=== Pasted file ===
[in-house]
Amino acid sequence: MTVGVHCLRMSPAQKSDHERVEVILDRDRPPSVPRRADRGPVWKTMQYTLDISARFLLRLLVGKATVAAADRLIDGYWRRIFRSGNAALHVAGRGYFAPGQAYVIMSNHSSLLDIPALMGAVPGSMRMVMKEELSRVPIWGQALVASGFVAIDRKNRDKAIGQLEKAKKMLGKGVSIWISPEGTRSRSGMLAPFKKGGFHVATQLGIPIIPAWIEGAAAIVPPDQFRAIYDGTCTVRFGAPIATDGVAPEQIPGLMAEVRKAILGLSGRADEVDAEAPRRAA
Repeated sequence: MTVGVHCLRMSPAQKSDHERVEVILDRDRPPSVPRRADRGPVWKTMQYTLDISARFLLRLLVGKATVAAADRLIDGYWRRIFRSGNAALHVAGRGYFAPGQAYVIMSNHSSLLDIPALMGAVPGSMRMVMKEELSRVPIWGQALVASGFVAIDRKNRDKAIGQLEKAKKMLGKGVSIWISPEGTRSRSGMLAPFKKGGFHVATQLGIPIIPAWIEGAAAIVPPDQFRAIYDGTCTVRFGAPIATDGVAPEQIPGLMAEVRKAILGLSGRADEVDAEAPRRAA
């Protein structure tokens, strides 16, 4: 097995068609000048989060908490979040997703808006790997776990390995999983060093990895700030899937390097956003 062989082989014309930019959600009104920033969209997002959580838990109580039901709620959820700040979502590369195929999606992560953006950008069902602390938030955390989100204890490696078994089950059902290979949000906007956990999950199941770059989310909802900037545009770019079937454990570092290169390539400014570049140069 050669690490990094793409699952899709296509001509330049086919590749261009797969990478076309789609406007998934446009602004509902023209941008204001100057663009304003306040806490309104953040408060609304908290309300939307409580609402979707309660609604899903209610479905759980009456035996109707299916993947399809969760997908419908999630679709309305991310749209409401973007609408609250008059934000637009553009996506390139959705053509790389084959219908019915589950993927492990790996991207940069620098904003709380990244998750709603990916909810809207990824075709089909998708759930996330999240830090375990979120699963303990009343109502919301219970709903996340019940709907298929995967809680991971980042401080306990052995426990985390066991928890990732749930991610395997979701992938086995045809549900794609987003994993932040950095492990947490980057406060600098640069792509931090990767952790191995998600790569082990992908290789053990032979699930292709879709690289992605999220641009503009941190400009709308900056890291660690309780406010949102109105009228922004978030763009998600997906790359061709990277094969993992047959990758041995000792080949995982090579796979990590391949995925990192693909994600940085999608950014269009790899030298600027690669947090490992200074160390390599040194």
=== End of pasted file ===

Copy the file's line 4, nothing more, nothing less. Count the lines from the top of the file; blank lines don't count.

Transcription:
């Protein structure tokens, strides 16, 4: 097995068609000048989060908490979040997703808006790997776990390995999983060093990895700030899937390097956003 062989082989014309930019959600009104920033969209997002959580838990109580039901709620959820700040979502590369195929999606992560953006950008069902602390938030955390989100204890490696078994089950059902290979949000906007956990999950199941770059989310909802900037545009770019079937454990570092290169390539400014570049140069 050669690490990094793409699952899709296509001509330049086919590749261009797969990478076309789609406007998934446009602004509902023209941008204001100057663009304003306040806490309104953040408060609304908290309300939307409580609402979707309660609604899903209610479905759980009456035996109707299916993947399809969760997908419908999630679709309305991310749209409401973007609408609250008059934000637009553009996506390139959705053509790389084959219908019915589950993927492990790996991207940069620098904003709380990244998750709603990916909810809207990824075709089909998708759930996330999240830090375990979120699963303990009343109502919301219970709903996340019940709907298929995967809680991971980042401080306990052995426990985390066991928890990732749930991610395997979701992938086995045809549900794609987003994993932040950095492990947490980057406060600098640069792509931090990767952790191995998600790569082990992908290789053990032979699930292709879709690289992605999220641009503009941190400009709308900056890291660690309780406010949102109105009228922004978030763009998600997906790359061709990277094969993992047959990758041995000792080949995982090579796979990590391949995925990192693909994600940085999608950014269009790899030298600027690669947090490992200074160390390599040194």